Why does Flow Sim need specific heat? It uses a transient approach to steady state, so having a specific heat makes sense for the solution method. If you don't care much, you could just pick a number.
The reference data sheet shows 'Heat Capacity' with units of J/g-K.
specific heat has units of J/g-K, so the data sheet's label is misleading, they are actually listing specific heat.
It does not solve as a transient approach to steady state. Yes, you need to define Specific Heat for a transient problem because it defines how much energy the material can store.
What the issue is here is that Flow Sim requires that you fully define a material and not leave a value blank, in case at some point you do try to use it in a transient problem. For your case if you are only ever use it for a steady problem (make a note of it for yourself in the comments), then just enter any number.
In regards to your comment: "It does not solve as a transient approach to steady state."
Here's what the Flow Sim 2010 Online User's Guide states:
Flow Simulation discretizes the time-dependent Navier-Stokes equations and solves them on the computational mesh.
Since Flow Simulation solves steady-state problems by solving the time-dependent equations, Flow Simulation has to decide when a steady-state solution is obtained (i.e. the solution converges), so that the calculation can be stopped.
I interpret this as 'a transient approach'. It starts with the flow stopped, and slowly speeds up the flow until it reaches steady state. Is there a better way of describing the solution method, to beginners?
The method for a s-s solution is definitely analogous to a time-dependent approach so it appears time-like. Say you are running a steady external conjugate heat transfer problem, you will see the parts heating up until they reach a stable equilibrium temperature but there is no time element to this. In fact when running a steady free convection problem, I tend to apply an initial temperature (a higher temp than ambient) to the parts that will be heating up so that the flow kicks off in the first step because it is driven by gravity and temperature differentials.
Just think of it as an interative approach where the result is updated (n+1) from the previous step (n), and not as time (t) to updated time (t+dt), where there are more concerns with the stability of the solution for the selected time step. This is why it is advisable not to mess with the automatic time step (too much).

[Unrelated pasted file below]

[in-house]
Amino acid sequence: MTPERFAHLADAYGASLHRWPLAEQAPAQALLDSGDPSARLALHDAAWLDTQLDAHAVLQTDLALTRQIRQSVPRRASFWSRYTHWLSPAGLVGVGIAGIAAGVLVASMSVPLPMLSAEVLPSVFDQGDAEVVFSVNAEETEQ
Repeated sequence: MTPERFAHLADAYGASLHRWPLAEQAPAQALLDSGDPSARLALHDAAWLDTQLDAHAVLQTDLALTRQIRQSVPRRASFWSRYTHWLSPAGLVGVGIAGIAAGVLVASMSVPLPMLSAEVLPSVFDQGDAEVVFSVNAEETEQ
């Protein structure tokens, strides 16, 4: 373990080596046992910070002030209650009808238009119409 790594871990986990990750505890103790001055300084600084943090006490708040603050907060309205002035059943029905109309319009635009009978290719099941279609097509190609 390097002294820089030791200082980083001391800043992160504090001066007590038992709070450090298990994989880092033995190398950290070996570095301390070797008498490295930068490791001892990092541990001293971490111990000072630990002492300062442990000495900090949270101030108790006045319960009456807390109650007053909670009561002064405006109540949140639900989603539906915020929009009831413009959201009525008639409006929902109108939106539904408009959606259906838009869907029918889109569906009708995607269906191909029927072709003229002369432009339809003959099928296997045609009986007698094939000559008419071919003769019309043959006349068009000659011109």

I was not trying to correct you from what you wrote, but it could be interpreted in the wrong way. I just didn't want to give the impression out there that we solve all problems as transient and then when they stop changing that yields the steady result. That would be a very inefficient approach to solving a steady solution and solution times would be much longer than what we can do now.
the heat capacity is given right on the data sheet at 1000 J/kg*k. Put in the conductivity at the compression level sought. Not too sure what the issue is? You could also model it as a contact resistance and take the model of it out all together.
Thanks! That solved my problem with the gap pad 1500.
I also have two insulator materials in my model;
If I understand you right there are three ways to simulate these insulator materials:
1. If I'm only interested in the steady state temperature, I only have to enter the correct values for thermal conductivity and thickness. I can just "pick a number" for the other values if they are unknown.
2. I can suppress the insulator, rearrange the assembly and add contact resistance between hot component and cooling fin.
3. If I'm interested in time dependent temperatures I have to look up the density, specific heat and thermal conductivity in the datasheet/matweb.com and add all the values
I'm quite new to this, so I really appreciate your help :-)
Please note that thermal contact resistance varies by the amount of pressure applied.
The new Electronics module for Flow Sim 2011 includes a library of thermal interface materials from Bergquist, Dow Corning, Thermagon and Chomerics. They include variations for pressure applied.